1) 12" stainless steel skillet for most recipes that call for searing then deglazing or use of citrus or vinegar in the sauce.

                                2) 12" carbon steel fry pan so he/she can learn what a real pan can be and how long it can last with just a little care. Size is good for just about everything, but it's better to be a bit large rather than small. Can also do wok duty for 1-2.

                                3) 10-12" nonstick - for eggs and delicate cook items (e.g. fish)

                                4) 2.5-3.0 quart sauce pan. I'd recommend stainless since it's versatile and allows for most cooking styles.

                                5) 6qt Dutch oven for braising and slow-cooking.

                                I don't care for sets because sets usually don't last. Everything I recommend should last a lifetime. Cast iron's usually a bit too much for new cooks so let her/him grow into that. Let them purchase CI since it's also inexpensive.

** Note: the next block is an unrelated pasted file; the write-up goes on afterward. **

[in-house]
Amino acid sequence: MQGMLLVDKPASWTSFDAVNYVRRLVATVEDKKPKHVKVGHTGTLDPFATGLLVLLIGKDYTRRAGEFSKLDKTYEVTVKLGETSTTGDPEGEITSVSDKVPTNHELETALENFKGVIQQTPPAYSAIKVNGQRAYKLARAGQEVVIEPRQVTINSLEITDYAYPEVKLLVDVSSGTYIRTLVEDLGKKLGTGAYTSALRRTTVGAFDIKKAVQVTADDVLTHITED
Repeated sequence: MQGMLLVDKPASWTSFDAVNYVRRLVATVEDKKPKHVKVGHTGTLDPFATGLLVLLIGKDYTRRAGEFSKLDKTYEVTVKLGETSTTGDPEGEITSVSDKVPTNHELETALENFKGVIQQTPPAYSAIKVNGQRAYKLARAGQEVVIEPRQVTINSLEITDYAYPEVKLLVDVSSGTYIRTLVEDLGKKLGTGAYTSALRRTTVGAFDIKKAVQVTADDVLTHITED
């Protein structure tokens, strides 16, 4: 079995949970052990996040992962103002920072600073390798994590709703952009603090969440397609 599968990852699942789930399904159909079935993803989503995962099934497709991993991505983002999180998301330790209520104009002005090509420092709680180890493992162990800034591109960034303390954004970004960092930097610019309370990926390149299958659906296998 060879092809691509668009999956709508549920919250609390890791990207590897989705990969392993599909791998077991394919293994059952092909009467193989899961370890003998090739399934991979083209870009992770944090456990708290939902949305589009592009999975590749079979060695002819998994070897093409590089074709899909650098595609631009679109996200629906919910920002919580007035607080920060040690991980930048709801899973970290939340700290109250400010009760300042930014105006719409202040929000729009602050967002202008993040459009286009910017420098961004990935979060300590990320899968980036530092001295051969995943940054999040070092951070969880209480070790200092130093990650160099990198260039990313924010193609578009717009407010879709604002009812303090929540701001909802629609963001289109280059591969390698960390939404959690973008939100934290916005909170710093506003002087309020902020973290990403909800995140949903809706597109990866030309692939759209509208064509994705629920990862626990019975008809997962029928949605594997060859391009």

Get them the America's Test Kitchen seasons 1-10 cookbook, and the Alton Brown 1-3 cookbook. And get them a good 10" Forschner chef's knife. An 8" Santoku, a paring knife, an electric knife.

                                Then tell them they have 3 months to develop some skills and invite you over for the first of many meals to come.

                                Oh, and tell them to sign up for Chowhound and get as much help and info as they'll ever need.

                                1 Reply
                                1. re: Rigmaster